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Cities in search of sustainability: Vancouver

A city on the west coast of Canada that has inspired the term “Vancouverism” as synonymous with the fight against urban decay and uncontrolled urban growth.

Vancouver is one of the most advanced cities in the world, according to the UN. It is located on the Pacific, with a significant and integrated Asian minority, and very close to the US city of Seattle (one of the most progressive metropolises in the US), with which it also shares an austere and industrious character- a character favored by a cold and rainy climate.

Its human development index, more related to the quality of life and happiness of its population than the artificial and archaic GDP per person, is one of the most developed in the world, something that it shares with Canada itself, always at the head of the most developed countries in the world.

Vancouver also boasts a privileged natural environment, where it is still possible to encounter large grizzly bears, and where the respect for nature of the city’s residents is evident: simply, nature, still valued by this metropolis, arrives at the doors of the city.

This Canadian Pacific city, that will host the Olympic Winter Games in 2010, is also the headquarters of Greenpeace, of the World Urban Forum and of personalities like environmentalist David Suzuki.

Vancouver hopes to take advantage of the celebration of the future Olympic Games to advance even further its sustainability, beyond the already remarkable ecological consciousness of many of its residents.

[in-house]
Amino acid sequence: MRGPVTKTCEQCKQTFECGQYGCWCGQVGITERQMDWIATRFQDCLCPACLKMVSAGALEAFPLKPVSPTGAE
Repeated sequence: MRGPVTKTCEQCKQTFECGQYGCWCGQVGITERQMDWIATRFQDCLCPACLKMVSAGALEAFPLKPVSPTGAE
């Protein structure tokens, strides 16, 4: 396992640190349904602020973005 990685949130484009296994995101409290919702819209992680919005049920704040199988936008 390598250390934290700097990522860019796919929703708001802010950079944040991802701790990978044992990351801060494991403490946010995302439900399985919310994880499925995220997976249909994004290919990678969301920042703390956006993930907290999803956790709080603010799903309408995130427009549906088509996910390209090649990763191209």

Planning has begun for a sustainable community of 32 hectares in an inlet, called False Creek, that will function as the Olympic village and later will become another city neighborhood:

  • All the buildings of False Creek will be designed to promote maximum water and energy savings.
  • Whenever possible local, recycled and recyclable materials will be used.
  • Vancouver is situated in North America, where the dependence on the car is still greater than that of Europe and public transportation suffers in quality and quantity when compared with the European equivalent. The city will try to change this underlying reality by limiting private parking spaces in the new neighborhood. Parking will be sold separately and not combined with home sales, in an attempt to discourage car use. Vancouver is betting on public transportation and the bicycle.
  • False Creek will combine private buildings and parking lots with public buildings, imitating the European urban centers and avoiding the American model of “downtown” as a place for business, where companies, public agencies and offices are located and suburbs as a solely residential zone. With this multi-use zoning they hope to promote foot traffic within the city.

Similarly, for years now Vancouver has promoted foot traffic, bicycle use and, whenever possible, public transportation for inner-city travel.

This Canadian city has also initiated modifications of all public buildings to improve energy efficiency. Currently, the town council uses hybrid cars and bio-diesel, besides reusing the methane generated in the city dumps to heat greenhouses and generate electricity.

  • More information on Vancouver, in Wikipedia.